In 2005, a few college students were brainstorming for a class project. The idea they came up with was a website that would serve as “the front page of the internet.” The rest is history. Nearly two decades later, it’s one of the most popular places on the web, and for good reason. As an aggregated news and social platform, an endless number of subreddit communities now exist. They’re indicated with /r/ followed by a word or phrase that describes the interest or focus of the community. Some subreddits, like /r/AMA — Ask Me Anything — can be fun, helpful, entertaining or informative. Others, like /r/photoshobattles, can get downright ridiculous. If you’re a livestreamer, though, you might be very interested in /r/livestreamFail — with over 1.3 million members. It has a close cousin called /r/livestreamFails (over 63k members). Both communities allow people to post streamers’ livestream fails to Reddit.

A livestream fail is exactly what it sounds like. When a person is running a livestream of any sort, and something unexpected or embarrassing happens, it’s a fail. It’s usually embarrassing, dramatic, comical or awkward, and the entire audience watches it happen. On /r/livestreamFail, members post livestream fail clips to Reddit for all to see. The posting member gains or loses “karma” as their posts are voted up or down by the community. If you’re a livestream fan but can’t watch lengthy streams, these aggregated forums are a great way to keep up. You can stay involved without much time invested. 

Why would a livestreamer want to participate in this?

As a livestreamer, regardless of your preferred platform, your goal is to increase your audience and engagement. This often means marketing across multiple platforms to draw in new viewers and gain recognition. When you’re active on Reddit, new fans who discover you there can follow your main account(s) elsewhere. They can share and cross-post your Reddit content, too. This is a good opportunity for sharing your own best livestream fail clips. Why? Because it’s an easy push for more attention. 

Advertisement


Also, there is a lot of power in niches for newbies with small followings. You might benefit from having a few really popular livestream fail clips posted on /r/livestreamFail. Even some streamers seem to create fails intentionally for this type of self-promotion.

The chances are good that your friends are on Reddit already. You can vote or comment on their posts and interact with members. Once you’ve reached a few requirements, you can even create your own subreddit community. Doing this, in addition to other self-promoting steps, can help to further your brand awareness. Additionally, the community standards allow only recent content in new posts. That makes it a great way to expand your brand’s focus on whatever you’re currently up to.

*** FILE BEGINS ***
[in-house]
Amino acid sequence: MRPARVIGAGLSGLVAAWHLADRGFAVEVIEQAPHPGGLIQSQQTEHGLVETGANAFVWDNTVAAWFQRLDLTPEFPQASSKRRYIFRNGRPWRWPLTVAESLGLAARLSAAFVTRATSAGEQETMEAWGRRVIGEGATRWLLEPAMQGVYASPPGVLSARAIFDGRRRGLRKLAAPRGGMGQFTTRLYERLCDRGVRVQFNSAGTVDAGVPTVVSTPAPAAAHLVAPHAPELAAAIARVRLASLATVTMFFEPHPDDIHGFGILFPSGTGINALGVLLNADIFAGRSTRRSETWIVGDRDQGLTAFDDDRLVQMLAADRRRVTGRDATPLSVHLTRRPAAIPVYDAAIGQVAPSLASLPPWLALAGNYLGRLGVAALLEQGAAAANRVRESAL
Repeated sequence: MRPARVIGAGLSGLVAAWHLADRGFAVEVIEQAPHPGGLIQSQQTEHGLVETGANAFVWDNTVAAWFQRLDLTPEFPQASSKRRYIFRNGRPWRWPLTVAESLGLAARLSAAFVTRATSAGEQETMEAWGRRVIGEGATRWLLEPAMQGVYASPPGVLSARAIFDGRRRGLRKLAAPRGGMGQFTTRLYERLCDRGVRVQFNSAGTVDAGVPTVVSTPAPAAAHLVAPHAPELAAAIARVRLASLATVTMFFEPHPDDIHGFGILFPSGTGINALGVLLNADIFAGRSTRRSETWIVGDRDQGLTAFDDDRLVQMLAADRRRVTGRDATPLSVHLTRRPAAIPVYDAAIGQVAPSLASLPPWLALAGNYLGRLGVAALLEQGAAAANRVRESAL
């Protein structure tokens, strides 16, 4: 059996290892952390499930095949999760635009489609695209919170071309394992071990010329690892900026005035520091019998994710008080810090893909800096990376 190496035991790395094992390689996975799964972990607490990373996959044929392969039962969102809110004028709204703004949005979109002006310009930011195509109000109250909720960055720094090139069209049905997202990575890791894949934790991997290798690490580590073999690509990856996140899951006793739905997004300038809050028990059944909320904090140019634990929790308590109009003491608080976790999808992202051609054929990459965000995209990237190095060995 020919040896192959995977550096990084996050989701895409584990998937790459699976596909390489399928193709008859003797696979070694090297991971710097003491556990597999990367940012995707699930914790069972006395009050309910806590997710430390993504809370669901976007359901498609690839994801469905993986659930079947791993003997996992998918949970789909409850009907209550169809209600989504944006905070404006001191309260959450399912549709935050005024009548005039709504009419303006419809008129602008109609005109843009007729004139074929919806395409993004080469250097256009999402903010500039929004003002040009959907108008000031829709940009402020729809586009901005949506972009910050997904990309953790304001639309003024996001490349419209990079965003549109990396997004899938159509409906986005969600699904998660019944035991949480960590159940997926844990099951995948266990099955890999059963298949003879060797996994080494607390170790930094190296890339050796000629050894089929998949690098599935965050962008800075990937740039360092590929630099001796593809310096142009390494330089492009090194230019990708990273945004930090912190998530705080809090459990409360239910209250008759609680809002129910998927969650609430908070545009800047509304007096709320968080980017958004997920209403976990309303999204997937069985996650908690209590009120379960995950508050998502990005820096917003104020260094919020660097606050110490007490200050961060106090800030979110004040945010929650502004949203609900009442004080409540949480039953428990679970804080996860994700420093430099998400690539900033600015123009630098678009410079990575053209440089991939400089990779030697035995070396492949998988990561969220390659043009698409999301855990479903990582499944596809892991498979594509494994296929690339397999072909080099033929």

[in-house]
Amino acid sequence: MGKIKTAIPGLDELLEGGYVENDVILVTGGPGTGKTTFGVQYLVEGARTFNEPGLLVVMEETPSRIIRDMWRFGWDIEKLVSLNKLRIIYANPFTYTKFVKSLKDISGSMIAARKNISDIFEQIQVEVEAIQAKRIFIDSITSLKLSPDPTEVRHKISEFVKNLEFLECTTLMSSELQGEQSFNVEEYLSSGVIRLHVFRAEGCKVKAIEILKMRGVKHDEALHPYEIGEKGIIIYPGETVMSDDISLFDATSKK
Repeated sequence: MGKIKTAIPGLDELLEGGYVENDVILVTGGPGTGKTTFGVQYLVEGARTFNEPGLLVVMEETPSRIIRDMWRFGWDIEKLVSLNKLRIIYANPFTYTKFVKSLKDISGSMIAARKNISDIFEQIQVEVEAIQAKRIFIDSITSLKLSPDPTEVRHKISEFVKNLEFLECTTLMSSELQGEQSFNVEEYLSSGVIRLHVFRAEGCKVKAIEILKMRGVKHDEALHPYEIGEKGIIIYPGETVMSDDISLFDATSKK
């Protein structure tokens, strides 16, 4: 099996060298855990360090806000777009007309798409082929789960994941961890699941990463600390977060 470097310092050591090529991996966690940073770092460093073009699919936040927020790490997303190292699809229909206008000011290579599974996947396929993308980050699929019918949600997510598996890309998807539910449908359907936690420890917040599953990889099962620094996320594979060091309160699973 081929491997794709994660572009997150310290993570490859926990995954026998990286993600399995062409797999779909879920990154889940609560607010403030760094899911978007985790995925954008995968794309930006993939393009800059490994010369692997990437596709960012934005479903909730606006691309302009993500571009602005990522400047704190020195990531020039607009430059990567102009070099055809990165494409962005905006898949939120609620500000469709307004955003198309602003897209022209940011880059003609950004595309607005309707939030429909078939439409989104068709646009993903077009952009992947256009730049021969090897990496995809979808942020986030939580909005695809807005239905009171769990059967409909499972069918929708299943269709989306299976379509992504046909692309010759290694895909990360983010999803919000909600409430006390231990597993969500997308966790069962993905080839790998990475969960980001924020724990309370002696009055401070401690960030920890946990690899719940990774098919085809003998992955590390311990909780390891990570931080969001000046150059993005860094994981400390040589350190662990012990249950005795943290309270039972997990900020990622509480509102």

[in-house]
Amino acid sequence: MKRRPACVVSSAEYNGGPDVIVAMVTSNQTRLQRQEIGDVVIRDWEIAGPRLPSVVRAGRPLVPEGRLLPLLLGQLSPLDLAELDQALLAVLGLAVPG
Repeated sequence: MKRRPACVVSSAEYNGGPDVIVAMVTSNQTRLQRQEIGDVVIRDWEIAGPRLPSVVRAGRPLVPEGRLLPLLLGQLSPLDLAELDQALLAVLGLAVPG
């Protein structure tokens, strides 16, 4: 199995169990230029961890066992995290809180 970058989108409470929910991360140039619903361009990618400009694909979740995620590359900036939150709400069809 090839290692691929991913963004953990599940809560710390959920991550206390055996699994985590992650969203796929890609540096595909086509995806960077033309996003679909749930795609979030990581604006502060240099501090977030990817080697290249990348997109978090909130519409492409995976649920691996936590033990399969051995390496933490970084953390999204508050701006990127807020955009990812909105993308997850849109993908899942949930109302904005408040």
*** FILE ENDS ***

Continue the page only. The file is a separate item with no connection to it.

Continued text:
What are the pitfalls and downsides?

Many things can go wrong while livestreaming. Having such laughable moments exploited online can be fun, but it can also be perilous. For example, spilling your milkshake all over yourself while streaming is a little embarrassing. Using it to get a lot of views, laughs and votes on Reddit may be worthwhile. However, a clip of a wardrobe malfunction during your livestream might gain the same views, laughs and votes, but it will likely leave you feeling vulnerable and violated. Additionally, having your name or brand attached to it can get you flagged or suspended from some sites. While there are community rules to govern subreddits, clips can be up on the subreddit for any length of time before a moderator takes it down.

Comments on the clips pose a potential risk as well. Many subreddits have reputations for being a place for bullying, bigotry, toxicity and general meanness; /r/livestreamFail is no exception. A few laughs and teasing can quickly turn dark.

Plus, when viewers only see a brief clip of your livestream, it’s easy for them to take things out of context. A mistake that may have been innocent could get twisted negatively. Even though the post can be removed, the recovery can be taxing — personally and professionally.

The bottom line

Subreddits like /r/livestreamFail and /r/livestreamFails offer an unusual community of Reddit members who thrive on creators’ livestream fails, whether they want it or not. Online public opinion can be very destructive. Although that sounds awful on the surface, we’ve discussed some of the ways you can use your fail clips to your advantage.

At the end of the day, how and where you market yourself and promote your channel or brand is up to you. Nevertheless, you’ll need to consider the possible outcomes of all sides. Weigh the pros and cons. Look at the ways that your brand and future as a content creator may be impacted. Then, decide what’s best for you and your goals as a creator and as a person.